On Sunday, the Court of Cassation, Bahrain’s highest court, “overturned the decision to strip the 92 people of their citizenship,” AFP quoted an unnamed judicial source as saying, Presstv Reported.
In April, Bahrain’s High Criminal Court sentenced 138 people to prison terms of various lengths and stripped them of their Bahraini citizenship over the charges of purportedly forming a “terror cell.”
Back then, the court sentenced 69 defendants to life imprisonment, 39 to 10 years, 23 to seven years, one to five years, and six to three years.
The Bahraini opposition lambasted the verdict at the time, and Amnesty International decried it as a “mockery of justice” and an instance of “mass arbitrary denaturalization.”
The 92 defendants who regained their citizenship on Sunday were among the 138 individuals, and according to the source, only the decision on revoking their citizenship has been overturned “but their prison terms remain the same.”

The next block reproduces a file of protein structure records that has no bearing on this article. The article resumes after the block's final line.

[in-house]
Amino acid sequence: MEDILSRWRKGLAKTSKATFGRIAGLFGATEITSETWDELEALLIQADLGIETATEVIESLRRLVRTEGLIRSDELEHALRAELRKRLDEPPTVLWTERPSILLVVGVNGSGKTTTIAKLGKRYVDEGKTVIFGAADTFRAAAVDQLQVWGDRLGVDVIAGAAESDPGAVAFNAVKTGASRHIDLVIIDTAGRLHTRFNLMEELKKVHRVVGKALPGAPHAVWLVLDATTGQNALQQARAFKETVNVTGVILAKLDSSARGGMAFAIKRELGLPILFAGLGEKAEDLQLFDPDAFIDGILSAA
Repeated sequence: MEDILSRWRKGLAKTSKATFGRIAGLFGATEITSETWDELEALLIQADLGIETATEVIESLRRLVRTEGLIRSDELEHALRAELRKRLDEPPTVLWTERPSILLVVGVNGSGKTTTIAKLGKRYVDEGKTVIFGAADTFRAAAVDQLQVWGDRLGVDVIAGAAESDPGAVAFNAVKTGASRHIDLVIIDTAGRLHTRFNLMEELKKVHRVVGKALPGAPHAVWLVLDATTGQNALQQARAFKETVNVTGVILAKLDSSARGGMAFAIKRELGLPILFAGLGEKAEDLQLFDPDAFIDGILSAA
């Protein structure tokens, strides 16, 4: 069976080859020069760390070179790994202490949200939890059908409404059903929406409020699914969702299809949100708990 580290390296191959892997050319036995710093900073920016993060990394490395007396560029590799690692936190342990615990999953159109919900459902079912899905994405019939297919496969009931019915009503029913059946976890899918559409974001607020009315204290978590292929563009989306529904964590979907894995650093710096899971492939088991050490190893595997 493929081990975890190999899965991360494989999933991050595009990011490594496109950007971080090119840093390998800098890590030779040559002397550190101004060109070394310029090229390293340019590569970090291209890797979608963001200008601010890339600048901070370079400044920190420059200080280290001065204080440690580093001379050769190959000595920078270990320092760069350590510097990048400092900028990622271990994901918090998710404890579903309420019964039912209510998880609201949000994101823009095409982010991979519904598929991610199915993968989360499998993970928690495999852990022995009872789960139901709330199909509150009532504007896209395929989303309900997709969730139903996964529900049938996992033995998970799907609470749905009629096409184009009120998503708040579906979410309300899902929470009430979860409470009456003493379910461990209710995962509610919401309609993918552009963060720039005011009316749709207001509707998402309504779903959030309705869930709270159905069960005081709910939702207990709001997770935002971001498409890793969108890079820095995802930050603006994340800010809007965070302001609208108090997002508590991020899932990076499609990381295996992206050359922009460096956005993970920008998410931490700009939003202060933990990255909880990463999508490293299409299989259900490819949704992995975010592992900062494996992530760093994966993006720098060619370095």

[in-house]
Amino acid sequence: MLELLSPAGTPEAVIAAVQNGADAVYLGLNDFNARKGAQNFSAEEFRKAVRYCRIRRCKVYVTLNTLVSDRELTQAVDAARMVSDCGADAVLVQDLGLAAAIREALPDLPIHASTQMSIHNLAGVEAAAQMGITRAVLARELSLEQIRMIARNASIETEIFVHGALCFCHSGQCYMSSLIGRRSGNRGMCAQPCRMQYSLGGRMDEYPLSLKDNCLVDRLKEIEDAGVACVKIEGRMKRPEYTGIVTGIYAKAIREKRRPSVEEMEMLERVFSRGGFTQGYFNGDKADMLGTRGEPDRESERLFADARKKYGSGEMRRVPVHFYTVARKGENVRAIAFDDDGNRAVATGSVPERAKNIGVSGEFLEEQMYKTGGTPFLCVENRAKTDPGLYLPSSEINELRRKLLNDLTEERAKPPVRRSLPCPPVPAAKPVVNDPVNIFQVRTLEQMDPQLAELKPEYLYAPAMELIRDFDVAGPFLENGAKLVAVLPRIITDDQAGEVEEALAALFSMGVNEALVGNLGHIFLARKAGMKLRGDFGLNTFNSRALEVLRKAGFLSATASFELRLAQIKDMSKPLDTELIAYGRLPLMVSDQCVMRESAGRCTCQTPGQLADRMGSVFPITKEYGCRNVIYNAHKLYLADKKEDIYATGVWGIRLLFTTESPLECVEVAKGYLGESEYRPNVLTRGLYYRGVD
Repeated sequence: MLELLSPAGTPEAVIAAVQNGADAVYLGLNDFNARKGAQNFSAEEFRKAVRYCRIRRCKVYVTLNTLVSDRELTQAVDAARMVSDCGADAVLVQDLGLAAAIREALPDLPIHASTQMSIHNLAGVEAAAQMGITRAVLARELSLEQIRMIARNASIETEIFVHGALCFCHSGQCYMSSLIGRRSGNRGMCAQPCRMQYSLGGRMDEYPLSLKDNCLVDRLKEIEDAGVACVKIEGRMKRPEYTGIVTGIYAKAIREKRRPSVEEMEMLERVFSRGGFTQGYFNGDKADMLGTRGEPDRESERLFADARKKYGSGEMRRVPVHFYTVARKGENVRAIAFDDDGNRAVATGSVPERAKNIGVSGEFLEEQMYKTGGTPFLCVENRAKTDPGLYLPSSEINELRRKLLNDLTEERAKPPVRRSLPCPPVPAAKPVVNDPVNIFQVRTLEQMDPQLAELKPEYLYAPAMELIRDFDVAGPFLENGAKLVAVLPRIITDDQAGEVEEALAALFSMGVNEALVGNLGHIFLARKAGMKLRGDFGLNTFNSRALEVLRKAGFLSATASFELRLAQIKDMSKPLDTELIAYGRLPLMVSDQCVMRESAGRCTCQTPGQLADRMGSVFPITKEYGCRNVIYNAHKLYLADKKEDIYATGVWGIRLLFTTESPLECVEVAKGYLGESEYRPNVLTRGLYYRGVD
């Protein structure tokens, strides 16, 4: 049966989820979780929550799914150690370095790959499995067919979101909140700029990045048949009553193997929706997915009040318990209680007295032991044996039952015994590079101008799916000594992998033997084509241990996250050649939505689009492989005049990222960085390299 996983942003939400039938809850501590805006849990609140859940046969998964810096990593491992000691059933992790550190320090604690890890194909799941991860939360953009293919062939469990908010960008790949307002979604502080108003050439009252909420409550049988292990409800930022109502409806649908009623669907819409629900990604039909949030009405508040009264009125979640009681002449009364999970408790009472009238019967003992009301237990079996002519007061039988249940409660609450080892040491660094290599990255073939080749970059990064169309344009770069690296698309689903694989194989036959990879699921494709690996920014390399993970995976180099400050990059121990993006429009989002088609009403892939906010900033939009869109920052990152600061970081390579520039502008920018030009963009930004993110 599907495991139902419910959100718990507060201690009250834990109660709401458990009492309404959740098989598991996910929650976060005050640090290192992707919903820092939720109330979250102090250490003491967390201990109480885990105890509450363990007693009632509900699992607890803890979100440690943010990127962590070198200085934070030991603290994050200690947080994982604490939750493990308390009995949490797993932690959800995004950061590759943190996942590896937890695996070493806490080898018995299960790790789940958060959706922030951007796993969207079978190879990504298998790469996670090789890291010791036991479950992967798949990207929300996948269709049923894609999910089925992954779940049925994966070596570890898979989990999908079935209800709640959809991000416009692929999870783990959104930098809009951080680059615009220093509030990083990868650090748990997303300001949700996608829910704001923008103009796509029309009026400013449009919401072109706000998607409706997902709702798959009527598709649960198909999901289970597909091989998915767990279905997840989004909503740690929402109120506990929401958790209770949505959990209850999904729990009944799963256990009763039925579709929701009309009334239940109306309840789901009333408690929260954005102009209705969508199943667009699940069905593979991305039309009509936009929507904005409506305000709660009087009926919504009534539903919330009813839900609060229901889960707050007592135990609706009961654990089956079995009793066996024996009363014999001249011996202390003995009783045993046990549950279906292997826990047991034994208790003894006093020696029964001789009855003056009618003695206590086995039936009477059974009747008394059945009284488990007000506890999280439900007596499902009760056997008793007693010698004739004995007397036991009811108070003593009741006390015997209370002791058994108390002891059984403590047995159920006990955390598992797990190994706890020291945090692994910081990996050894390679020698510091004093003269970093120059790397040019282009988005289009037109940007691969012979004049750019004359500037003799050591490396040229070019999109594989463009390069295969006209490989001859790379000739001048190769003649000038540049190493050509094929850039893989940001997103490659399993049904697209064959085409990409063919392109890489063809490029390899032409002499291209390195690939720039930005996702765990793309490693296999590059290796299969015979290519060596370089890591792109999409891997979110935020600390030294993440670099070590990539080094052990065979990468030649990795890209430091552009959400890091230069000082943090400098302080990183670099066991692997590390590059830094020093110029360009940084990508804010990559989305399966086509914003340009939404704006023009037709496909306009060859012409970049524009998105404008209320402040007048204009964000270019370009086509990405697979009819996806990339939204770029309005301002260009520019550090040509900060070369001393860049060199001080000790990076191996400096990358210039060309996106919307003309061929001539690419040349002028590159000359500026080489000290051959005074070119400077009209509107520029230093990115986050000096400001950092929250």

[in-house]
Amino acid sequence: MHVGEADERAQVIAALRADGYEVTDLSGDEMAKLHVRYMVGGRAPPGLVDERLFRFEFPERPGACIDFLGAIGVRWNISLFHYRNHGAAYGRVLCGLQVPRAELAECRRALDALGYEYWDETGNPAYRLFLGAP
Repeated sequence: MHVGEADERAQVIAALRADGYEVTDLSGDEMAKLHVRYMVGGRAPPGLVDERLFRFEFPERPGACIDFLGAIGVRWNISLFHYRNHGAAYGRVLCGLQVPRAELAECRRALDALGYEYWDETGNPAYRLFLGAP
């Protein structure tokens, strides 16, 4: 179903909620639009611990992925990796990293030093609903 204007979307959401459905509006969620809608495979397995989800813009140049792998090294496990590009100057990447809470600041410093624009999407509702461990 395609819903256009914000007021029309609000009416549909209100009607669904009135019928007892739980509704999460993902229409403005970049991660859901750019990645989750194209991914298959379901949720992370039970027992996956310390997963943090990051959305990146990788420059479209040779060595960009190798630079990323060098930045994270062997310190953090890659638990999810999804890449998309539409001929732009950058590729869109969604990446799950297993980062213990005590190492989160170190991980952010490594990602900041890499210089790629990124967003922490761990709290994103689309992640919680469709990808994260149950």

The source further said that 96 of the defendants were also fined 100,000 Bahraini dinars (265,000 dollars) each, adding that the Court of Cassation would issue a final verdict. But the timing of that decision was not clear.
Thousands of anti-regime protesters have held demonstrations in the tiny Persian Gulf country on an almost daily basis ever since a popular uprising began there in mid-February 2011.
People have been demanding that the Al Khalifah regime relinquish power and allow a just system representing all Bahrainis to be established.
Manama has gone to great lengths to clamp down on any sign of dissent. On March 14, 2011, troops from Saudi Arabia and the United Arab Emirates were deployed to assist Bahrain in its crackdown.
Scores of people have lost their lives and hundreds of others sustained injuries or got arrested as a result of the Al Khalifah regime’s crackdown. The regime has also been routinely revoking the citizenship of dissidents.